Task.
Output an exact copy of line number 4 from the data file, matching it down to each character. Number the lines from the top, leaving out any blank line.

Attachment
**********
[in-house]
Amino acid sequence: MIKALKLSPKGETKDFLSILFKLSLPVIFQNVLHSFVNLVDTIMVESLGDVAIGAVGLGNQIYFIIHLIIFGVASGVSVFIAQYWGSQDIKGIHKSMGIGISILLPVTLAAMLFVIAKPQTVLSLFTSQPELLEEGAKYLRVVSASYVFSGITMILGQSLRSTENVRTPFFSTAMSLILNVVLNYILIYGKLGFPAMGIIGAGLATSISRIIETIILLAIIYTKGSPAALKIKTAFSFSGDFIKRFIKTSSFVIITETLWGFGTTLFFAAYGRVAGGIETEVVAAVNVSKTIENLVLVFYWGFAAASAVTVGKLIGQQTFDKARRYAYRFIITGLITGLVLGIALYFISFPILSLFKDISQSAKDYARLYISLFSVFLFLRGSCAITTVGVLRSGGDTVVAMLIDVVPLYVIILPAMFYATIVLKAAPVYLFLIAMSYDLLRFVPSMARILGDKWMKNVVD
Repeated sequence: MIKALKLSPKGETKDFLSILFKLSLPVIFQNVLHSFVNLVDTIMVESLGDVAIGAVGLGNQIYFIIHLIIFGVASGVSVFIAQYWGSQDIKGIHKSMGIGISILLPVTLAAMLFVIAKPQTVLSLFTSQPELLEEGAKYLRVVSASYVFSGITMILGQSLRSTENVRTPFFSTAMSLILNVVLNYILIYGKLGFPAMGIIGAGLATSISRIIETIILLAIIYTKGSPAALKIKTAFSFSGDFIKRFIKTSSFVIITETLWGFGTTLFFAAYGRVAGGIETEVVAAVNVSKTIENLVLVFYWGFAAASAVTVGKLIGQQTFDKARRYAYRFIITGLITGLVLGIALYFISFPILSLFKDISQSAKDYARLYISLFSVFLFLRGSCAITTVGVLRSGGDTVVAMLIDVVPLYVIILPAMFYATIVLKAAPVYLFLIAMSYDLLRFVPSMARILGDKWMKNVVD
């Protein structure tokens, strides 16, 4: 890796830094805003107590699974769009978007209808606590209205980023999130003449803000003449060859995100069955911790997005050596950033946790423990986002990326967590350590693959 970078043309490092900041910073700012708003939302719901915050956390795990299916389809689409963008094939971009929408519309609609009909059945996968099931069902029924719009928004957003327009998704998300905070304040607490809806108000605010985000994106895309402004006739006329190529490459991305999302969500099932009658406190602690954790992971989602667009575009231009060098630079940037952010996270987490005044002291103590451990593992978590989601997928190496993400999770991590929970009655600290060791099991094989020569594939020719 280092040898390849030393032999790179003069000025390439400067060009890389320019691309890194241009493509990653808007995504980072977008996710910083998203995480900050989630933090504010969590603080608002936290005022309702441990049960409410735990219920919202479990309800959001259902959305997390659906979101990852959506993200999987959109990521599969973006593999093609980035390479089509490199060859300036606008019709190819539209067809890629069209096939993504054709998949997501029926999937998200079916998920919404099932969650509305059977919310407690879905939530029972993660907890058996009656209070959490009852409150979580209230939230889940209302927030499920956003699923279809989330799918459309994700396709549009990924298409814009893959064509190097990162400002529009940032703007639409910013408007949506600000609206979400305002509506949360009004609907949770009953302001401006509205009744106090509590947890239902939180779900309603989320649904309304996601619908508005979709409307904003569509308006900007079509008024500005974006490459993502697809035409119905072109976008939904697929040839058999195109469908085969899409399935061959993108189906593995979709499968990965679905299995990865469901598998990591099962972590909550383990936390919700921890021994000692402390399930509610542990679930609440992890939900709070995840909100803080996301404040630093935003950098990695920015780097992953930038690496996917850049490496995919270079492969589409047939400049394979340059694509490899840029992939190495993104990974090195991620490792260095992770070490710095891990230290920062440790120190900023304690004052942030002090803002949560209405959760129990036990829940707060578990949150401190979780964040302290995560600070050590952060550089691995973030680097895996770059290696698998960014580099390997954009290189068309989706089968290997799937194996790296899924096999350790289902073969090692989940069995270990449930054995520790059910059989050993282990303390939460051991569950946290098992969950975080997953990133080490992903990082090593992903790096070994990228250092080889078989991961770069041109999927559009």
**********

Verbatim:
């Protein structure tokens, strides 16, 4: 890796830094805003107590699974769009978007209808606590209205980023999130003449803000003449060859995100069955911790997005050596950033946790423990986002990326967590350590693959 970078043309490092900041910073700012708003939302719901915050956390795990299916389809689409963008094939971009929408519309609609009909059945996968099931069902029924719009928004957003327009998704998300905070304040607490809806108000605010985000994106895309402004006739006329190529490459991305999302969500099932009658406190602690954790992971989602667009575009231009060098630079940037952010996270987490005044002291103590451990593992978590989601997928190496993400999770991590929970009655600290060791099991094989020569594939020719 280092040898390849030393032999790179003069000025390439400067060009890389320019691309890194241009493509990653808007995504980072977008996710910083998203995480900050989630933090504010969590603080608002936290005022309702441990049960409410735990219920919202479990309800959001259902959305997390659906979101990852959506993200999987959109990521599969973006593999093609980035390479089509490199060859300036606008019709190819539209067809890629069209096939993504054709998949997501029926999937998200079916998920919404099932969650509305059977919310407690879905939530029972993660907890058996009656209070959490009852409150979580209230939230889940209302927030499920956003699923279809989330799918459309994700396709549009990924298409814009893959064509190097990162400002529009940032703007639409910013408007949506600000609206979400305002509506949360009004609907949770009953302001401006509205009744106090509590947890239902939180779900309603989320649904309304996601619908508005979709409307904003569509308006900007079509008024500005974006490459993502697809035409119905072109976008939904697929040839058999195109469908085969899409399935061959993108189906593995979709499968990965679905299995990865469901598998990591099962972590909550383990936390919700921890021994000692402390399930509610542990679930609440992890939900709070995840909100803080996301404040630093935003950098990695920015780097992953930038690496996917850049490496995919270079492969589409047939400049394979340059694509490899840029992939190495993104990974090195991620490792260095992770070490710095891990230290920062440790120190900023304690004052942030002090803002949560209405959760129990036990829940707060578990949150401190979780964040302290995560600070050590952060550089691995973030680097895996770059290696698998960014580099390997954009290189068309989706089968290997799937194996790296899924096999350790289902073969090692989940069995270990449930054995520790059910059989050993282990303390939460051991569950946290098992969950975080997953990133080490992903990082090593992903790096070994990228250092080889078989991961770069041109999927559009």